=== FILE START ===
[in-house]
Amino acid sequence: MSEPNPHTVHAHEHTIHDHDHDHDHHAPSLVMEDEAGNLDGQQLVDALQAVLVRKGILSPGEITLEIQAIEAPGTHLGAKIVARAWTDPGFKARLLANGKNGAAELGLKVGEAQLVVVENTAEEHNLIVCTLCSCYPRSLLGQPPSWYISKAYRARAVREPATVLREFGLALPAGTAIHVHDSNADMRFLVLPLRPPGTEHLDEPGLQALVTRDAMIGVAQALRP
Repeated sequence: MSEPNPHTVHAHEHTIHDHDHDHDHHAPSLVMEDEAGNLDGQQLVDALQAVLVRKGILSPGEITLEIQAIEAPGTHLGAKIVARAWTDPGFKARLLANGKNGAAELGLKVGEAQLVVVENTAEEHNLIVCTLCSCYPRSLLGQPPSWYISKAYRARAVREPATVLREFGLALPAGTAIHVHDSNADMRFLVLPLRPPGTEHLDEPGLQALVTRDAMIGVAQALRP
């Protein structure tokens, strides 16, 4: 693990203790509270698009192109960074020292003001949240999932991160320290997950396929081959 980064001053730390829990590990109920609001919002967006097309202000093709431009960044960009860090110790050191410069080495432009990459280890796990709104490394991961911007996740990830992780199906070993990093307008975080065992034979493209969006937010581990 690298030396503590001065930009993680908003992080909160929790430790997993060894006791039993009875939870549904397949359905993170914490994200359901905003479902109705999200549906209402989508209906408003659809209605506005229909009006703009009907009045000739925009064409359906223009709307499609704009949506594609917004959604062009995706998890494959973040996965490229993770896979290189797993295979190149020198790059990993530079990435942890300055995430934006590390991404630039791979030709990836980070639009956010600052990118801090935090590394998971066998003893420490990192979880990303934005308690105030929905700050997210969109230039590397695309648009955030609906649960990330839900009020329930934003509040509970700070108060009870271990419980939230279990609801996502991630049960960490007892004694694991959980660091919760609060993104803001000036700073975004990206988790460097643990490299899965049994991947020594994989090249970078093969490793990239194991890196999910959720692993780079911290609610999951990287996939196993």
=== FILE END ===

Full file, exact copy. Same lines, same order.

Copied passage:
[in-house]
Amino acid sequence: MSEPNPHTVHAHEHTIHDHDHDHDHHAPSLVMEDEAGNLDGQQLVDALQAVLVRKGILSPGEITLEIQAIEAPGTHLGAKIVARAWTDPGFKARLLANGKNGAAELGLKVGEAQLVVVENTAEEHNLIVCTLCSCYPRSLLGQPPSWYISKAYRARAVREPATVLREFGLALPAGTAIHVHDSNADMRFLVLPLRPPGTEHLDEPGLQALVTRDAMIGVAQALRP
Repeated sequence: MSEPNPHTVHAHEHTIHDHDHDHDHHAPSLVMEDEAGNLDGQQLVDALQAVLVRKGILSPGEITLEIQAIEAPGTHLGAKIVARAWTDPGFKARLLANGKNGAAELGLKVGEAQLVVVENTAEEHNLIVCTLCSCYPRSLLGQPPSWYISKAYRARAVREPATVLREFGLALPAGTAIHVHDSNADMRFLVLPLRPPGTEHLDEPGLQALVTRDAMIGVAQALRP
């Protein structure tokens, strides 16, 4: 693990203790509270698009192109960074020292003001949240999932991160320290997950396929081959 980064001053730390829990590990109920609001919002967006097309202000093709431009960044960009860090110790050191410069080495432009990459280890796990709104490394991961911007996740990830992780199906070993990093307008975080065992034979493209969006937010581990 690298030396503590001065930009993680908003992080909160929790430790997993060894006791039993009875939870549904397949359905993170914490994200359901905003479902109705999200549906209402989508209906408003659809209605506005229909009006703009009907009045000739925009064409359906223009709307499609704009949506594609917004959604062009995706998890494959973040996965490229993770896979290189797993295979190149020198790059990993530079990435942890300055995430934006590390991404630039791979030709990836980070639009956010600052990118801090935090590394998971066998003893420490990192979880990303934005308690105030929905700050997210969109230039590397695309648009955030609906649960990330839900009020329930934003509040509970700070108060009870271990419980939230279990609801996502991630049960960490007892004694694991959980660091919760609060993104803001000036700073975004990206988790460097643990490299899965049994991947020594994989090249970078093969490793990239194991890196999910959720692993780079911290609610999951990287996939196993």